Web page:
Saturday, 9 August 2014

Diesel Bug

Diesel Bug like boat toilet types seems to preoccupy boaters. 

There are certain conditions that need to be in place for diesel bug to occur. Whenever water is mixed in with diesel it provided the conditions for the bug to flourish and grow. Water can get into a diesel holding tank through fuel contamination, condensation and the use of biofuel. Because boats sit in a cold environment, there is more opportunity for condensation to occur within the tank. Diesel bug is the bacterial contamination of the fuel. Most forms of diesel bug require water to reproduce and grow and as soon as the smallest amount of water is present, the bacteria can reproduce rapidly. Diesel bug can produce thick, slimy grunge which can clog up fuel line filters.

Diesel bug is the generic name used for contamination of the fuel. There are a number of different types bacteria and yeasts that can contaminate fuel. Most forms of diesel bug require water to reproduce and grow As soon as water is present, the bacteria can reproduce. Diesel bug can give thick, slimy by-products which can clog up components of the engine. So, water contamination in diesel is something you really want to avoid if you can.

Diesel also deteriorates over time, so it makes good sense to purchase fuel from places that have a high turnover of fuel. (I make the assumption that low diesel base prices will attract more boaters to fill up. Hire fleet boatyards will also have a high volume use) How quickly the diesel is consumed also plays a significant part. Diesel bug is a relatively unknown problem in a vehicle used on the road. This is because it has a small tank and a much higher consumption rate. The tank being quickly consumed and refilled before any water content can settle out. Contrast this with a diesel tank on a boat which can hold hundreds of litres of fuel. (my tank according to the handbook holds a significant investment of 350 litres) The fuel is therefore consumed much more slowly. This length of time provides the bug with an opportune chance to develop.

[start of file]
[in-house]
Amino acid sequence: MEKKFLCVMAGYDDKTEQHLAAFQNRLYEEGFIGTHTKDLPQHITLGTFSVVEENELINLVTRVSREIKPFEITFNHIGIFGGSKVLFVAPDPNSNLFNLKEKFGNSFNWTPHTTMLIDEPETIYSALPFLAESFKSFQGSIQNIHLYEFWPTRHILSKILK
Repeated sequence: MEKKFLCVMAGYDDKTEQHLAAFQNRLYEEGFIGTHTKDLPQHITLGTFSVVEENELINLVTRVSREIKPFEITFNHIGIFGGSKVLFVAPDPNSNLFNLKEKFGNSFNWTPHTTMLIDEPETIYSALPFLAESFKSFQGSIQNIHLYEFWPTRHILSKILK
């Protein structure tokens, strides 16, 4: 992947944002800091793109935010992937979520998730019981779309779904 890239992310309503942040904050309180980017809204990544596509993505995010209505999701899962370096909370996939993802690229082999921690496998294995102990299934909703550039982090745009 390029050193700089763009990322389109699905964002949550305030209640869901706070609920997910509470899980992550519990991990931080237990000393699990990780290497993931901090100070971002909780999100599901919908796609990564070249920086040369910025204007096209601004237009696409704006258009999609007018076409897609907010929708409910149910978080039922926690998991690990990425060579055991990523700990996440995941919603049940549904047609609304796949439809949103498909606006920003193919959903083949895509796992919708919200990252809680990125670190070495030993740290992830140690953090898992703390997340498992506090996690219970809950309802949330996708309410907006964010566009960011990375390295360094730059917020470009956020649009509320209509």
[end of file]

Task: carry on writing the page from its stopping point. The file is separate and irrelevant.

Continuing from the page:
Red diesel has recently changed consistency and it now contains in addition to the usual mixture a percentage of biofuel. In most cases, biodiesel is compatible with diesel engines constructed in the mid 1990's onwards. Biodiesel is the most common fuel available. It is produced from oils or fats using transesterification and is a liquid similar in composition to fossil/mineral diesel. Chemically, it consists mostly of fatty acid methylesters. Components used for creating biodiesel include animal fats and vegetable oils made from soy, rapeseed,  mustard, flax, sunflower, hemp and the controversial palm oil grown by slash and burn of natural forest in some parts of the world. In many European countries, a 5% bio-diesel blend is widely used.

There is a second minor problem that is created in the short term by using biofuel mixtures. Biodiesel is a mild solvent and will remove over time any built up residues deposited through the previous use of mineral diesel. Therefore until the residues are flushed out over time, diesel filters may need to be replaced more frequently. Biofuel also has its good points as it will clean the engine combustion chamber of carbon deposits, helping to maintain efficiency.